“I was looking to see how much pop they had,” Hansen said of Abreu and Moncada. “I kind of look at that to see the difference in power between minor league ball and the major leagues. It’s nice to see it’s not a huge difference. That makes me feel a bit more comfortable.”

At 6-foot-8 — actually 6-foot-8-and-a-half, according to his spring training physical — Hansen is a big man with big plans for his baseball career. He might be quiet on the outside, but he has booming expectations for himself on the inside.

“I want to be the best,” Hansen said in an interview with NBC Sports Chicago.

The best? The very best?

That’s what Hansen aspires to become, though later in our conversation, he did dial back a notch, settling for becoming “one of the best.”

Either is fine with manager Ricky Renteria, who is overseeing these uber-confident White Sox prospects and accepts their lofty expectations.

“I think their mindset is where it’s supposed to be,” Renteria said. “None of these kids are concerned or consumed with the possibility of failure. Much more they’re consuming themselves with the understanding that they might hit some stumbling blocks, but they’re going to have a way to avoid overcoming them and push forward and be the best that they can be.”

In his first full season in the White Sox organization, Hansen led the minor leagues with 191 strikeouts. He’s proud of that accomplishment but admitted something: He’s not that impressed because he didn’t do it where it really matters — in the major leagues.

When you watch Hansen pitch, it’s easy to see that the talent is there. His coaches and teammates rave about his ability. With his enormous size and power arm, he is loaded with strengths.  

Though there is one weakness that Hansen acknowledges he needs to work on.

“Sometimes I have a tendency to think too much and worry. I think worrying is the worst thing that I do just because I want to be perfect,” Hansen said. “I think everyone wants to be perfect, some more than others, and I worry about things getting in the way of achieving perfection.”

To Hansen, that doesn’t mean throwing a perfect game. He actually takes it one step further.

He wants to strikeout every single hitter he faces.

“I love striking people out,” Hansen said. “Not having to rely on anyone else and just getting the job done myself and knowing that the hitter can’t get a hit off me. That’s a great feeling. That they can’t put it in play. Like a line drive out. That’s terrible.”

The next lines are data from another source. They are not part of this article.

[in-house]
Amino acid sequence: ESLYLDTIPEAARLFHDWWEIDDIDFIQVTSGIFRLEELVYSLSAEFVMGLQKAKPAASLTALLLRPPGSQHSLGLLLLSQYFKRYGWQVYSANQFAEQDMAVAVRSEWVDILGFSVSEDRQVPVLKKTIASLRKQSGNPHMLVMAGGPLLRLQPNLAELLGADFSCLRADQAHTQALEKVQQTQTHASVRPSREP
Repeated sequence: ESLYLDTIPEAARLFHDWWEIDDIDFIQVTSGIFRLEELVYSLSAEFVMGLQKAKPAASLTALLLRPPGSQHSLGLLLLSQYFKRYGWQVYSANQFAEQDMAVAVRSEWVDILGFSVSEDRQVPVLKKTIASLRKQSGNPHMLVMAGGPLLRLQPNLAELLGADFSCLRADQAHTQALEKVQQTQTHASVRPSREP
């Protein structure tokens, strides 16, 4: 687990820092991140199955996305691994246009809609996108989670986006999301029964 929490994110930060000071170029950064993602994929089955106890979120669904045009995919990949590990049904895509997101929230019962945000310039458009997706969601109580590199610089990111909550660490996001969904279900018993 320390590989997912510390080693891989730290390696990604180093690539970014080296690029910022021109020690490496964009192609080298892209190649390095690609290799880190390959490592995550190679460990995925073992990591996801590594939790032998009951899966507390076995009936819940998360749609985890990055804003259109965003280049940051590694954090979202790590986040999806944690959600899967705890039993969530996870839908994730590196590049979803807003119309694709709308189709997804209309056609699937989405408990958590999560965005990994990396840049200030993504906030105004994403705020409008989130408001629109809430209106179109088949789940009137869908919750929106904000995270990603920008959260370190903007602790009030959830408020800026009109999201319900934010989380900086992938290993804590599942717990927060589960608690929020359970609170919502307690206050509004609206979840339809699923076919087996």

At some point, Hansen will have to lower these impossible expectations for himself. This is an imperfect game. There’s no place for nine-inning, 27-strikeout performances. Players end up in the Hall of Fame because they learn how to succeed with failure.

In the meantime, Hansen is here in big league camp watching and learning anything and everything.

“I’m a good observer. I listen. I don’t really talk too much. I’m a pretty quiet guy. I like to sit back and observe and see how these guys go about their business. Just trying to be at their level, hopefully one day surpass them.”

Surpass?

“It’s kind of hard to surpass some of these guys. I mean, they’re at the tip-top, like the pinnacle of the sport,” Hansen said. “I guess you could say, to get on that level and then be one of the best in the league.”

He might be on his way.

White Sox free up spot on 40-man roster by outrighting Dylan Covey

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USA TODAY

White Sox free up spot on 40-man roster by outrighting Dylan Covey

The White Sox freed up a spot on their 40-man roster Sunday, outrighting pitcher Dylan Covey to Triple-A Charlotte.

Covey pitched in 18 games last season, making 12 starts for the South Siders. Things did not go well, with Covey turning in an 0-7 record and a 7.71 ERA in 70 innings.

While there was an outside chance that Covey could have provided at least some starting-pitching depth heading into the 2018 season, the team's recent additions of Miguel Gonzalez and Hector Santiago — not to mention Covey's results from last season — wiped out that idea.

At the moment, the White Sox starting rotation figures to look like this by Opening Day: James Shields, Lucas Giolito, Reynaldo Lopez, Gonzalez and Carson Fulmer, with Santiago seeming like a good option to provide depth as the long man in the bullpen.